- When you are introducing the “Schedule Change” card, the activities should be used during less preferred activities and changed to a preferred activity/reinforcing activity.
- Once the student is able to accept the change from a less preferred to a more preferred activity, present the “Schedule Change” card during a neutral activity and replace that activity with a different neural activity.
- Once the student is able to move from a neutral activity to a different neutral activity, then practice a “Schedule Change” that moves from a more preferred activity to a less preferred activity.
It is important to pair these changes with Positivity Incentive Strategies (see the Incentive Strategies Guide for more information.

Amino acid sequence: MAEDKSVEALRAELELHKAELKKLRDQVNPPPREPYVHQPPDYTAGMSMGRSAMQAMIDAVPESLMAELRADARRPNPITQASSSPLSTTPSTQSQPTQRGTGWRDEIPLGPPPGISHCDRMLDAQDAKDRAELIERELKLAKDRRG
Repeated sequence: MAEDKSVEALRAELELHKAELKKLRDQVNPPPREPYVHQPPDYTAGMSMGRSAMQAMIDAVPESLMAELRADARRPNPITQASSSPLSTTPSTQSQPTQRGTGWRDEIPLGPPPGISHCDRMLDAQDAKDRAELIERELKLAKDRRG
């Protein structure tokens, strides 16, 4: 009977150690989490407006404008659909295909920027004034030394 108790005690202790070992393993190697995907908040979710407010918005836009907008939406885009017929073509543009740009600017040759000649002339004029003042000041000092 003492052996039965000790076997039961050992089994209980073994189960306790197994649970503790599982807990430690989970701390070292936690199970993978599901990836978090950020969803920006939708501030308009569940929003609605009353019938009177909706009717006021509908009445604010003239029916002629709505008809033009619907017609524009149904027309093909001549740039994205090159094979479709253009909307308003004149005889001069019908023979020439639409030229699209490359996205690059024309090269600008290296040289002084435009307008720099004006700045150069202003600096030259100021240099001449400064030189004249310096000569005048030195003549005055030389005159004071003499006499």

- Davies, C. (n.d.) Using visual schedules: A guide for parents. Retrieved from https://www.iidc.indiana.edu/pages/using-visual-schedules-a-guide-for-parents
- Hume, K., Sreckovic, M., Snyder, K., & Carnahan, C. R. (2014). Smooth transitions: Helping students with autism spectrum disorder navigate the school day. Teaching Exceptional Children, 47(1), 35-45. Retrieved from https://search.proquest.com/docview/1560258809?accountid=166077
- Mesibov, G., Shea, V., & Schopler, E. (2005). The TEACCH® approach to autism spectrum disorders. New York, New York:: Plenum Press.
- Nelson, L. L. (2013). Using a mobile device to deliver visual schedules to young children with autism (Order No. 3601598). Available from Education Collection. (1466665759). Retrieved from https://search.proquest.com/docview/1466665759?accountid=166077
- National Professional Development Center on Autism Spectrum Disorders (2010). Evidence-Based Practices. Retrieved from http://autismpdc.fpg.unc.edu/content/evidence-basedpractices
- Hume, K. (2009). Steps for implementation: Visual schedules. Retrieved from https://csesa.fpg.unc.edu/sites/csesa.fpg.unc.edu/files/ebpbriefs/VisualSchedules_Steps.pdf